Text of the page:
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Fishing Key West, Back Where It All Began

Report Date: August 28, 2003

Standing at the fuel dock waiting for a fishing charter, every now an again you gain a charter for the next day. On this particular day I met a family (obviously) looking at Grandfather, Father, and Grandson, and rather intrigued they asked me questions about Tarpon fishing. They where staying on the Navy Base in KeyWest, and had been trying to fish for Tarpon from shore. During their vacation they had thought to rent a boat, however, soon after talking things over with me they asked for a card, and questioned if I was available in the A.M. Late that evening the phone call came and I booked them to fish in the morning.

This was not a typical charter, for a couple of reasons. The first reason: there where going to be three people on my flats skiff. Second: I was going to fish some one else?s spots that had fished here fifty years prior. Grandpa as I refer to him, was in the Navy and stationed in Key West fifty years ago, and obviously by his knowledge of the local waters was an Ole? Salt.

We left the dock that morning at half past seven a.m. My game plan was to catch Tarpon, as if that would surprise any one. So rigged up and ready to fish we left the dock, with their Chart at hand. Grandpa was going to show me some particular spot that he had fished. I like the idea of sharing knowledge of fishing spots. At least some of our fishing spots. All to many time in life we think we had it figure out, that is to say our way of doing things. Like this is my spot! As I hear so many time amongst fishing guides.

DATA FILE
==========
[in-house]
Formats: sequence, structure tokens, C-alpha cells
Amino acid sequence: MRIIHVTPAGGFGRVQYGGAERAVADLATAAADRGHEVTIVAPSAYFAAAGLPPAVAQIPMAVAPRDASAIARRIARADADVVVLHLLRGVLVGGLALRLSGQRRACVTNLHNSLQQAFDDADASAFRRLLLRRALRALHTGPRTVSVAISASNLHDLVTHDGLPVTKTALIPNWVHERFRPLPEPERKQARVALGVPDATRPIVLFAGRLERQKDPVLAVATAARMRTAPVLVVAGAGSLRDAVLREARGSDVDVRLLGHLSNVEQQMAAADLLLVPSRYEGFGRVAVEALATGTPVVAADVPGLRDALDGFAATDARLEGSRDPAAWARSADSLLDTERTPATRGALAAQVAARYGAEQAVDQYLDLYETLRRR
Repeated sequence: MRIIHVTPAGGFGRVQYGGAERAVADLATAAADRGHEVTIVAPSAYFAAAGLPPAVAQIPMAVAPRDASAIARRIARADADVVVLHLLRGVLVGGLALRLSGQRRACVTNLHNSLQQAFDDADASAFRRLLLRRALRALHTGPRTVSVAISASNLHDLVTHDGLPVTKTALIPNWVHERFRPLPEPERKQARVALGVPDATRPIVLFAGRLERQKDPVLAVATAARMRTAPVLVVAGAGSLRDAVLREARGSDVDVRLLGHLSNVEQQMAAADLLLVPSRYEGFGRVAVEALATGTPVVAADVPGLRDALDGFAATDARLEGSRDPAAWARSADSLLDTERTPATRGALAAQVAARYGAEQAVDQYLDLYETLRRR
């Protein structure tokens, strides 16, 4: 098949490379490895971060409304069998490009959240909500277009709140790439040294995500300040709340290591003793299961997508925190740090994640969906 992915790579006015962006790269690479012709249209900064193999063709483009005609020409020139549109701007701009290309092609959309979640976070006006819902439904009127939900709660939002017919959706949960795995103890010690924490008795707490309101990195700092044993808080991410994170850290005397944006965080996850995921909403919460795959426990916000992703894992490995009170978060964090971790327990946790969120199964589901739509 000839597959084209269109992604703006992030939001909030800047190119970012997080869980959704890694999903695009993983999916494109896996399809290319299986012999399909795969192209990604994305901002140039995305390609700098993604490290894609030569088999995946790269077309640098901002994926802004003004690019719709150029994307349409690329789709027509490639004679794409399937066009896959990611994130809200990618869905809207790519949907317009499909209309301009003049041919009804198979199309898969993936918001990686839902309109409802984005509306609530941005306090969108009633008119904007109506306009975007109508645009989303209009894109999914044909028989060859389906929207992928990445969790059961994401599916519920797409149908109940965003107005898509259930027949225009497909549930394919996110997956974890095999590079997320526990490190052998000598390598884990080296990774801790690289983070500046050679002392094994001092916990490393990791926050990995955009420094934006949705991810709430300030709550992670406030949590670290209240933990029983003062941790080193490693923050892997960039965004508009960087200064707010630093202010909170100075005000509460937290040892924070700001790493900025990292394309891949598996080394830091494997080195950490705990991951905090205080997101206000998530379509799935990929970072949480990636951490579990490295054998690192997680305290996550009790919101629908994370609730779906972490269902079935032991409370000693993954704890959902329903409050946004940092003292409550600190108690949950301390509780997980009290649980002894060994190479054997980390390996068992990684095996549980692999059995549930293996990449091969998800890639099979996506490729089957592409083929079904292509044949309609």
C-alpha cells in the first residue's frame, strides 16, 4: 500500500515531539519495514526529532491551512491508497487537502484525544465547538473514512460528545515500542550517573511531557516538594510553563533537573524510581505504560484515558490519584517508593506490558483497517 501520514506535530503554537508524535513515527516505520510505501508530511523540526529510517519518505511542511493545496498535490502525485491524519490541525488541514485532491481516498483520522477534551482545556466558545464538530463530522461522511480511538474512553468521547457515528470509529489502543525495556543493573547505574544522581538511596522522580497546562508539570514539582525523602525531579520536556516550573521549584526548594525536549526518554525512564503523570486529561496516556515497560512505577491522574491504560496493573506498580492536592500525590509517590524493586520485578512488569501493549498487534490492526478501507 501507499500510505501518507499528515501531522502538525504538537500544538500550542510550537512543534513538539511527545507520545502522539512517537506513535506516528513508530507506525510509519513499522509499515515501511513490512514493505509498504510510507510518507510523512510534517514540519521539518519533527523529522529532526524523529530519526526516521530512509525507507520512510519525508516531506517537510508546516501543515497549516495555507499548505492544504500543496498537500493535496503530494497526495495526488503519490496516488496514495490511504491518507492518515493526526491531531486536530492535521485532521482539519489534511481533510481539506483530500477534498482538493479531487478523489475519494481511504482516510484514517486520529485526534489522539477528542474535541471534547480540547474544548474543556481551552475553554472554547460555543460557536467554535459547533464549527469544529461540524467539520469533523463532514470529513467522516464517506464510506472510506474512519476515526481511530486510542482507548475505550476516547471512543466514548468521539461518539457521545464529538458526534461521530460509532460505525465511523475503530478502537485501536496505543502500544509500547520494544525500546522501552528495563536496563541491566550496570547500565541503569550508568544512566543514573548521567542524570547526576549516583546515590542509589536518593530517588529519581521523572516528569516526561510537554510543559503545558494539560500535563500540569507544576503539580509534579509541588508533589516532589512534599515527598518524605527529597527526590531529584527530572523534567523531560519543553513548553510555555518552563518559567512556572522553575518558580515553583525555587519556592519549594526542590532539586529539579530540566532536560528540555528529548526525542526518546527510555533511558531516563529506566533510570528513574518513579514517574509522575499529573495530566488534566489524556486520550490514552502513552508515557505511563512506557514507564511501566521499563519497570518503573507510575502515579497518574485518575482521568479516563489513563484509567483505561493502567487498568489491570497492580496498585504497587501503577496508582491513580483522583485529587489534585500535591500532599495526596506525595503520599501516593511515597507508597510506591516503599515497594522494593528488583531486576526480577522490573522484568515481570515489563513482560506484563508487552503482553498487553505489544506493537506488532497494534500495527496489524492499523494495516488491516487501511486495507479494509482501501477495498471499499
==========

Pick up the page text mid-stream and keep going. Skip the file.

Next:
Our adventure would take us ?out back?, east of Key West, Fl in search of some old fishing hole and maybe some Tarpon. Traveling east past the Bay Keys, an on past the West Harbor Keys and toward the ditch, which is deep water, cut that traverses through a very shallow point on the surrounding flat. This being the only shortcut through to my next fishing site. ?. As we passed the old aluminum stakes marking the ditch, Grandpa said, ?you took my old route toward my fishing hole. Keep in mind I had an idea of where he had fished before as he had directed me toward the lower Harbor Keys. Unfortunately there was an area of low pressure heading in from the Bahamas so our weather was rapidly changing from Sunny and calm winds to a Northeast wind at about twenty. As I neared the area of Grandpa?s fishing hole, I could tell by the evident wind and the tide that it would be a bit rough to anchor. The waves height was about three foot. Grandpa and the other both agreed so we set up a drift using triangular navigation to mark the spot. This is the part where you might learn something. Line up the ball of the Navy radar dome with the mangroves on that Key and set the boat drift at about twenty ft. deep. See this is a method that most have used prior to the use of Loraine, and Gps. My mentoring guides raised me using triangular navigation on Lake Eerie setting Walleye drifts, as well as on the Ocean. The first drift we took a big Greene wave over the bow, sending us scampering, trying to move camera bags to dry storage. Only one snapper caught on that that drifts. After one more drift we opted for calmer water. I did notice however a couple of large coral heads located directly under the boat where we stopped. These coral head hold some large yellow tail and Mangrove Snapper at times. This was the obvious potential of the spot, however, the Weatherman was not going to let it happen.